|Cross section of participants|
Tuesday, March 27, 2012
W/Africa Needs Good-Governance to Fight Against Poverty
Economic development and the fight against poverty can only effectively be enhanced under an environment of good governance and transparent management of public finances, Gambia’s Central Bank Governor has told West African financial and economic professionals.
“The centre piece of good governance in public resource management is transparency and accountability,” Governor Amadou Colley said on Monday at the commencement of a two-week regional course on public financial management: budgeting, planning and performance organised by the West African Institute for Financial and Economic Management (WAIFEM).
He told the course participants, drawn from Nigeria, Ghana, Liberia, Sierra Leone, and The Gambia, that the central element of transparency in the management of public resources is the question of the rules of engagement relating to the bid process for public contracts.
“These should be clearly defined and publicised for the information of all interested parties,” he said.
However, Hon. Colley noted with pride that a good number of countries in the sub-region have embarked on this path by enacting a Public Procurement Act to provide a clear framework.
Also, many of the countries, the CBG Governor said, have adopted Poverty Reduction Strategies (PRSPs) as part of their fight against poverty. These explicitly provide a result-oriented approach to strategic planning and policymaking, by formulating a clear framework of policy goals and targets.
Poverty reduction, however, is not merely a question of spending more, but also of using existing resources more effectively. This is achieved through effective public financial management (PFM) systems, which ensure accountability and efficiency in the management of public resources.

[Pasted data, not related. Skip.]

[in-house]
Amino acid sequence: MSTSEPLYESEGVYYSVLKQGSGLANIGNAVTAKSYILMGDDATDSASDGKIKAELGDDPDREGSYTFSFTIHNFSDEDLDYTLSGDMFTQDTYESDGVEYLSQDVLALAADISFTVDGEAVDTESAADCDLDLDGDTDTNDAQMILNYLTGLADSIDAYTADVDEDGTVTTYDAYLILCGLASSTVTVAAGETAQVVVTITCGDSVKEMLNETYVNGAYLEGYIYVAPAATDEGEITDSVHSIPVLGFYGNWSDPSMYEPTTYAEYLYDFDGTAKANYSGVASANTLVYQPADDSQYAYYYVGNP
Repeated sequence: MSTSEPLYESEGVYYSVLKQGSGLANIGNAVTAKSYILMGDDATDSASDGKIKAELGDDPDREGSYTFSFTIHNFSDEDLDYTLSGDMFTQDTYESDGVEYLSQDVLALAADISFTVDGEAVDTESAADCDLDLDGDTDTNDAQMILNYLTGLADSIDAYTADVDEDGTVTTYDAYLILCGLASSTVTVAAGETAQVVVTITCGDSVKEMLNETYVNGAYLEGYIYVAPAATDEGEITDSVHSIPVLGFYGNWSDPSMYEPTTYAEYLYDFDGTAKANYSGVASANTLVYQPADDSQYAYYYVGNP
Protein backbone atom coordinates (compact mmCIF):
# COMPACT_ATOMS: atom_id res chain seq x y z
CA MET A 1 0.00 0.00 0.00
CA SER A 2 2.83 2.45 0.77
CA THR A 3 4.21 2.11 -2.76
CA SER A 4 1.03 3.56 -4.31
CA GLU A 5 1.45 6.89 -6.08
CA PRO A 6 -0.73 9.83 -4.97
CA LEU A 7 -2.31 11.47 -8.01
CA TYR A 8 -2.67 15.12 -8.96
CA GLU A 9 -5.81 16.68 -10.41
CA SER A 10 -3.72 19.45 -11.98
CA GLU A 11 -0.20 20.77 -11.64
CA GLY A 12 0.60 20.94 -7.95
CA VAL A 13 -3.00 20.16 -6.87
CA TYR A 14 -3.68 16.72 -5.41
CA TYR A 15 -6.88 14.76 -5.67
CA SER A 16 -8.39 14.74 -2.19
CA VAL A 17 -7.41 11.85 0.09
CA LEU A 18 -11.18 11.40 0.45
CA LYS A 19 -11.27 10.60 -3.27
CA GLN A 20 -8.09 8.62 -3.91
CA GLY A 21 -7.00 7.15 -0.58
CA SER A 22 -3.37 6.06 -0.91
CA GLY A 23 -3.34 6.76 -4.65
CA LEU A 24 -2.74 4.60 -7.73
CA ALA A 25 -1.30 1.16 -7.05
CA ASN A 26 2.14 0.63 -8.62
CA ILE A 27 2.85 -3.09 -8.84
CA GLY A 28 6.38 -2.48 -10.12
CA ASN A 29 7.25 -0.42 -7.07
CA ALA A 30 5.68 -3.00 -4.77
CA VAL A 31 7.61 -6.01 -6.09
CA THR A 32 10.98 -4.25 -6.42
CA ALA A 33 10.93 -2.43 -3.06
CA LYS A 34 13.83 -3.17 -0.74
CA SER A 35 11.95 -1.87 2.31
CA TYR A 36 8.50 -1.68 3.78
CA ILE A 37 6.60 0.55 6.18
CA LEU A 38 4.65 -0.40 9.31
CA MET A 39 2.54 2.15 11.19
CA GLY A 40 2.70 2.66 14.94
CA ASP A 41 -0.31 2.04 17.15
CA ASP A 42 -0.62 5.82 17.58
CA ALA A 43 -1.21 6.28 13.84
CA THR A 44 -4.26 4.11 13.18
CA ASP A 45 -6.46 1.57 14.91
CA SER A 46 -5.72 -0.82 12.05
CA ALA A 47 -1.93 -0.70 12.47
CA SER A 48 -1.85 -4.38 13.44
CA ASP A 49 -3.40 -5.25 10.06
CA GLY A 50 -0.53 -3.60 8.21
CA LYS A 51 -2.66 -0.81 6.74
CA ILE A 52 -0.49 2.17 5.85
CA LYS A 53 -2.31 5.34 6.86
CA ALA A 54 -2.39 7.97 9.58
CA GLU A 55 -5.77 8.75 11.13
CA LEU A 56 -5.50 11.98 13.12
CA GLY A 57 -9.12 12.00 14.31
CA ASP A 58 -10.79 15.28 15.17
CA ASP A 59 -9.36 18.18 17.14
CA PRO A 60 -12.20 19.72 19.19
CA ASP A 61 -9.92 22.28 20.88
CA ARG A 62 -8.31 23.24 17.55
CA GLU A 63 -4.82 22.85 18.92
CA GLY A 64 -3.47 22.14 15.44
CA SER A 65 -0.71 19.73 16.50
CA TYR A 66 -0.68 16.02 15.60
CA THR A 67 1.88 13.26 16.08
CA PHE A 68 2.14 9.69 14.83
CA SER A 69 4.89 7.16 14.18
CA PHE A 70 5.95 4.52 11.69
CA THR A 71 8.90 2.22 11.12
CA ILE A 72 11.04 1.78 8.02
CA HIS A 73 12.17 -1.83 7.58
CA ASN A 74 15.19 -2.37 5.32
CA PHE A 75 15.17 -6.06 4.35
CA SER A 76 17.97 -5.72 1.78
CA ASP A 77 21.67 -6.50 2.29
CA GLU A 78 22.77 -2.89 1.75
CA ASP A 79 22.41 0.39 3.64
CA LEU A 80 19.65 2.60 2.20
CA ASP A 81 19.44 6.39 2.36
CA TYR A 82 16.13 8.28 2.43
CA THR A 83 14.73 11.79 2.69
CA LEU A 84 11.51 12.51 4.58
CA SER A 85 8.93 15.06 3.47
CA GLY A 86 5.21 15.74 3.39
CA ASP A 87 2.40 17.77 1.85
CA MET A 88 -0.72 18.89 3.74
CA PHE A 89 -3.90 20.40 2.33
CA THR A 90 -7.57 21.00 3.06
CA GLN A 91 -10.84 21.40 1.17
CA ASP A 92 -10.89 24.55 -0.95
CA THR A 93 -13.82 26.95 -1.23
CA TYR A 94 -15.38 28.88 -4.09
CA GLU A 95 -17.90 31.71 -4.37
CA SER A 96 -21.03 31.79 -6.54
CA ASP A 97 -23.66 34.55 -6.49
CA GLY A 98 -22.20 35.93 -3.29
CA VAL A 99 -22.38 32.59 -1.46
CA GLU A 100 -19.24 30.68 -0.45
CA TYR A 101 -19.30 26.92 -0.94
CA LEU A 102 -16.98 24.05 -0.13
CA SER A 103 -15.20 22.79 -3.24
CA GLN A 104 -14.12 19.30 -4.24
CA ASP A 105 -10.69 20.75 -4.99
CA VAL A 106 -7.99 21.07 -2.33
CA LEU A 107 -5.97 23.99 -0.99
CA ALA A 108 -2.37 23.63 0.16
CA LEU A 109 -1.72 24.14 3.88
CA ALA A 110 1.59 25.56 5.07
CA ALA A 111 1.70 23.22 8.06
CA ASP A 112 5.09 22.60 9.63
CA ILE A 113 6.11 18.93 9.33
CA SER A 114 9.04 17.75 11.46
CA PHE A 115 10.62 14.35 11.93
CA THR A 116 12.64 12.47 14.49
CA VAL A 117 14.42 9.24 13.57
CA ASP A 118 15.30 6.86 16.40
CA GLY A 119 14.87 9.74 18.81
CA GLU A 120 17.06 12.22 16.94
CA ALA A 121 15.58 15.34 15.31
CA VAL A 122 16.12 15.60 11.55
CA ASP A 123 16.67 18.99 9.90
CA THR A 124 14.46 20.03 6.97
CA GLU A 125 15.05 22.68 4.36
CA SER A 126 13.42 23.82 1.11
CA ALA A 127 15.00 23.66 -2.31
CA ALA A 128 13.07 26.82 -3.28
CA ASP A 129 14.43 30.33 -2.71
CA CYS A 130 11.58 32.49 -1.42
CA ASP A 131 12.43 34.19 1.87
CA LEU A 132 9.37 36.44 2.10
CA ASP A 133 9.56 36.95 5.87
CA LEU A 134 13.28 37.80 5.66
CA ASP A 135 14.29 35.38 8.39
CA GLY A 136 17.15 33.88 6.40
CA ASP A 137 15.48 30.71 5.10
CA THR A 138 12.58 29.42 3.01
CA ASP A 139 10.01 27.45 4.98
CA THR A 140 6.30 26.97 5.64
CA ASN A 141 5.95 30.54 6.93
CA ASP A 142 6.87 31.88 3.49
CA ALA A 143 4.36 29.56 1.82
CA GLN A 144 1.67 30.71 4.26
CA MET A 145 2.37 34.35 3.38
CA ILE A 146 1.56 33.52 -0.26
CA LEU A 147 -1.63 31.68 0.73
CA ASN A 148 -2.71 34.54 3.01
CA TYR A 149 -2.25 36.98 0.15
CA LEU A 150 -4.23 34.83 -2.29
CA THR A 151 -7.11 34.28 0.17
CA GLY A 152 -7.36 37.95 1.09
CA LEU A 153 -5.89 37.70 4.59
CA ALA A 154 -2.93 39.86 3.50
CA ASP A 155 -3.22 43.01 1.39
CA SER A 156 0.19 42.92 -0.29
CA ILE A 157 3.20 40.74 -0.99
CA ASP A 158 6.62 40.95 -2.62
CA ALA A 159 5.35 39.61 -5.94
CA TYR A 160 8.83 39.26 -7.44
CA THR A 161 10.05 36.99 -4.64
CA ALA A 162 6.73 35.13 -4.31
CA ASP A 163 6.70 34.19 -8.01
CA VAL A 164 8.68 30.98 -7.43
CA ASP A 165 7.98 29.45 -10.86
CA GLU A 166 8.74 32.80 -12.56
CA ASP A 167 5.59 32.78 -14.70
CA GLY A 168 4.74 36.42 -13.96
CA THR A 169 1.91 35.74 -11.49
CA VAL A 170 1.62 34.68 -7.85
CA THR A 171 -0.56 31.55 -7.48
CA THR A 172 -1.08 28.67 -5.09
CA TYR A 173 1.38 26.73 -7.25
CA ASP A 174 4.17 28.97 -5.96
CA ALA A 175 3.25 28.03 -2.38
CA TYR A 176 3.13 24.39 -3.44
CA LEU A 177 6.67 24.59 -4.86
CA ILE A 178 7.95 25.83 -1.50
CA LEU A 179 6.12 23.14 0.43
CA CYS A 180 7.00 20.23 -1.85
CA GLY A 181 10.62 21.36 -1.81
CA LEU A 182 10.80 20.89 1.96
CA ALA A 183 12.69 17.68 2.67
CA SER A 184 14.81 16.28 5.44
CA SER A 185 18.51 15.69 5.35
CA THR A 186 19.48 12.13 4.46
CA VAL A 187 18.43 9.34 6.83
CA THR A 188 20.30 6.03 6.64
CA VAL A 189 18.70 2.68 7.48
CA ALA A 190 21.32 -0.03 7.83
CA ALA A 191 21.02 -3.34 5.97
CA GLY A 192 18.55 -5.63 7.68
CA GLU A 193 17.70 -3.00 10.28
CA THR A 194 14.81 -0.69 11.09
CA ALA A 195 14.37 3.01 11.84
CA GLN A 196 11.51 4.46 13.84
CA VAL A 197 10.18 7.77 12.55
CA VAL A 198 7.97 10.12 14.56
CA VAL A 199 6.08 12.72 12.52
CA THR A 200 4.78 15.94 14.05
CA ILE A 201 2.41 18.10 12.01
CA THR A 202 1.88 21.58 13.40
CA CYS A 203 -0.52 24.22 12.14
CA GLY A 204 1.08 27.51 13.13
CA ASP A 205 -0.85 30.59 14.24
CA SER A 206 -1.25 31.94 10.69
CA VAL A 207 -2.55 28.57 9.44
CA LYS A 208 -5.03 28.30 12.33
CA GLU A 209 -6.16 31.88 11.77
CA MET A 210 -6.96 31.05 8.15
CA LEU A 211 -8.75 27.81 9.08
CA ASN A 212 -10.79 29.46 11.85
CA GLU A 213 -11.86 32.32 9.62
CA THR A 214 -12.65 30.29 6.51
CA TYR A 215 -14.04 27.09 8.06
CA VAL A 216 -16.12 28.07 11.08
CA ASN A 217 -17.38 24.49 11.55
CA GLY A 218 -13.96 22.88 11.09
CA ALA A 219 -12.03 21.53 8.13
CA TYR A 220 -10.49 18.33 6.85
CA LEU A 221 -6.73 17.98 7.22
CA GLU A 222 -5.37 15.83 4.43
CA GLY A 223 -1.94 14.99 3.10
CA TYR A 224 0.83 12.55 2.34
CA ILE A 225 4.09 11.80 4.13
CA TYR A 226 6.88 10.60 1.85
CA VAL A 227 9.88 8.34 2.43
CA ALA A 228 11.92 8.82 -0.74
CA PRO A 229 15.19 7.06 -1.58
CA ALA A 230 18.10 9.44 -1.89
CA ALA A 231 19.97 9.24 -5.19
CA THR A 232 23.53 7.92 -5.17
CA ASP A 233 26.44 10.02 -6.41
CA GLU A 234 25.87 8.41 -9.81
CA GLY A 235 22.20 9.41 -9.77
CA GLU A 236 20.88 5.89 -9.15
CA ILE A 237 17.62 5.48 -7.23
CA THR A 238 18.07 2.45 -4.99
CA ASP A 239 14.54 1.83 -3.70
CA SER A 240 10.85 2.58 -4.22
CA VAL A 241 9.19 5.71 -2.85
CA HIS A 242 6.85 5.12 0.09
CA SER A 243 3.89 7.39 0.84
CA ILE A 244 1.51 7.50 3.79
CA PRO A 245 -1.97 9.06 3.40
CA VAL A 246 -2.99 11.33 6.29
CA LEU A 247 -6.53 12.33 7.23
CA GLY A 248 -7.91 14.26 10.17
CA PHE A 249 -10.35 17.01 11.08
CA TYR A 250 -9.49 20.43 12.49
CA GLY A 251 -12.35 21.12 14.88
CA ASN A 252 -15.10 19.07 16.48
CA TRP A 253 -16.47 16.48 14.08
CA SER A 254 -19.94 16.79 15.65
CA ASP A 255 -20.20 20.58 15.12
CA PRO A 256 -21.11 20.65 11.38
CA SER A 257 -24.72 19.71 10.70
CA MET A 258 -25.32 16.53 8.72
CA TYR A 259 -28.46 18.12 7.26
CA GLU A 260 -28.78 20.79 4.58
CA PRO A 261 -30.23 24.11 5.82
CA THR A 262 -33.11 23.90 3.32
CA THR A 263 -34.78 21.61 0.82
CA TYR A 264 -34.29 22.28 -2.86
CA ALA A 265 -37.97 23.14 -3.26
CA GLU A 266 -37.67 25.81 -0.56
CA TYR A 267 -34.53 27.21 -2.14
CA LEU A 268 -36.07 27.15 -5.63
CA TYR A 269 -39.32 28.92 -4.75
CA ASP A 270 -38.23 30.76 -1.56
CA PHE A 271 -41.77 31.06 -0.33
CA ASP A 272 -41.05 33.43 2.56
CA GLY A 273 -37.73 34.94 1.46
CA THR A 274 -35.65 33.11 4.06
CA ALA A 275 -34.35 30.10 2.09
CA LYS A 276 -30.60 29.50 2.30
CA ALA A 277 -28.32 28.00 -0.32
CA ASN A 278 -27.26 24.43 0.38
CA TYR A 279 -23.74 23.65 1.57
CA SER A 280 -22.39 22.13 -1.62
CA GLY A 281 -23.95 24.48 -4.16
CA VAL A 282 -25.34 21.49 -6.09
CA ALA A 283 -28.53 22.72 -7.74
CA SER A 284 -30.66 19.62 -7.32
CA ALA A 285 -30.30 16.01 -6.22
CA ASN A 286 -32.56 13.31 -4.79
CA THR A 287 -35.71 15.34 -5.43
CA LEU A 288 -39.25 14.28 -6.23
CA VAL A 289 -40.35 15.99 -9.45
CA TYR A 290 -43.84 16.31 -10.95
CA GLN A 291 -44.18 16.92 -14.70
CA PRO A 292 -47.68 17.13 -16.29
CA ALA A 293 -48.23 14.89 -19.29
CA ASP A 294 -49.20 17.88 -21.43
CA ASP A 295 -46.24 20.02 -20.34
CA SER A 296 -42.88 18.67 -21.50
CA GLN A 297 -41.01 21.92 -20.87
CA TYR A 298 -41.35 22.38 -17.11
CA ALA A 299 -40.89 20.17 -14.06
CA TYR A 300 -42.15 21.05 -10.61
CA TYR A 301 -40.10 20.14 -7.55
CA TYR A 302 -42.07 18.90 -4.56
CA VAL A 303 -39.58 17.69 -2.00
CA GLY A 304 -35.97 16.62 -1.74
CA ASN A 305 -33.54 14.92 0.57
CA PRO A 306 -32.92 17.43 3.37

In this vein, Governor Colley said public financial management will continue to play a critical role in contributing to economic stability, nation-building, growth, and poverty reduction in member states’ economies.
The key elements of transparency in managing public resources pertain to effective accounting and internal auditing standards to ensure accountability and probity in the use of public resources, said WAIFEM Director General Prof. Akpan H. Ekpo.
The regional course on PFM covers a number of topics such as planning, budgeting and financial management in the public sector, fiscal performance and fiscal rules, fiscal policy and economic growth, monitoring and evaluation of needs, good governance, accountability and transparency, economic appraisal of public capital projects, cost and benefits analysis, public accounting and budgeting, cash and accrual accounting, public expenditure programme, and hands on exercises.
These topics were especially designed to tackle the myriad of economic and financial challenges sub-regional countries, especially WAIFEM constituent member states, face in the public and financial management of their economies.
Notable among these challenges are paucity of information to facilitate budgeting, poor-integration of the public sector policy making, budgets overruns, non-involvement of communities or beneficiaries in member countries’ budget preparations, and poor budget implementation as well as inadequate monitoring of programmes after implementation.
WAIFEM was established by the Central Banks of The Gambia, Ghana, Liberia, Nigeria, and Sierra Leone in 1996 principally to build capacity for improved macroeconomic and financial management in the constituent member countries. On January 19, 2012, the Central Bank of the Republic of Guinea Conakry was admitted into WAIFEM.
Although it concentrates on customised short-term training programmes, since 2001 the regional training body has shifted to a holistic and integrated approach to capacity building which goes beyond training alone to including organizational and institutional aspects.
At the end of 2010, WAIFEM successfully executed no fewer than 359 activities for the benefit of over 10,000 participants including ministers, governors of central banks, public and private sector officials, and the media.